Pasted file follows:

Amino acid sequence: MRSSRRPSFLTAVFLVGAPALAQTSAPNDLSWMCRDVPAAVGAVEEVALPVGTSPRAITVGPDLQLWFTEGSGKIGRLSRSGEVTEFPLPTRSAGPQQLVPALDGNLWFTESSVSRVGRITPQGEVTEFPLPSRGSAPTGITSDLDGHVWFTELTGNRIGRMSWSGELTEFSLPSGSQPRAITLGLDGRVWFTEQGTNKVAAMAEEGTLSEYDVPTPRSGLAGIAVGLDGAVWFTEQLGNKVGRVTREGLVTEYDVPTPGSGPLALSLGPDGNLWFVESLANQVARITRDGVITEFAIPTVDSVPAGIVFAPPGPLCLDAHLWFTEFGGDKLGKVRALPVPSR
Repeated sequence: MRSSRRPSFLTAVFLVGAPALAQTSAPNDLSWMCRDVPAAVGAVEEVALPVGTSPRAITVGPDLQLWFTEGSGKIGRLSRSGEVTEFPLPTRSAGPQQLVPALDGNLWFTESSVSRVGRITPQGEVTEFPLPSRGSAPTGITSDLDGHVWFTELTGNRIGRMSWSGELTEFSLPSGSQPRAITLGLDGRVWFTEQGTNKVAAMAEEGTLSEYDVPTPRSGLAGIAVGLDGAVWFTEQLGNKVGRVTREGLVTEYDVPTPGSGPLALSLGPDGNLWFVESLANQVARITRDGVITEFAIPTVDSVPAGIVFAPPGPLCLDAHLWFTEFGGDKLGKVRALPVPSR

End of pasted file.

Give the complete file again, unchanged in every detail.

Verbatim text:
Amino acid sequence: MRSSRRPSFLTAVFLVGAPALAQTSAPNDLSWMCRDVPAAVGAVEEVALPVGTSPRAITVGPDLQLWFTEGSGKIGRLSRSGEVTEFPLPTRSAGPQQLVPALDGNLWFTESSVSRVGRITPQGEVTEFPLPSRGSAPTGITSDLDGHVWFTELTGNRIGRMSWSGELTEFSLPSGSQPRAITLGLDGRVWFTEQGTNKVAAMAEEGTLSEYDVPTPRSGLAGIAVGLDGAVWFTEQLGNKVGRVTREGLVTEYDVPTPGSGPLALSLGPDGNLWFVESLANQVARITRDGVITEFAIPTVDSVPAGIVFAPPGPLCLDAHLWFTEFGGDKLGKVRALPVPSR
Repeated sequence: MRSSRRPSFLTAVFLVGAPALAQTSAPNDLSWMCRDVPAAVGAVEEVALPVGTSPRAITVGPDLQLWFTEGSGKIGRLSRSGEVTEFPLPTRSAGPQQLVPALDGNLWFTESSVSRVGRITPQGEVTEFPLPSRGSAPTGITSDLDGHVWFTELTGNRIGRMSWSGELTEFSLPSGSQPRAITLGLDGRVWFTEQGTNKVAAMAEEGTLSEYDVPTPRSGLAGIAVGLDGAVWFTEQLGNKVGRVTREGLVTEYDVPTPGSGPLALSLGPDGNLWFVESLANQVARITRDGVITEFAIPTVDSVPAGIVFAPPGPLCLDAHLWFTEFGGDKLGKVRALPVPSR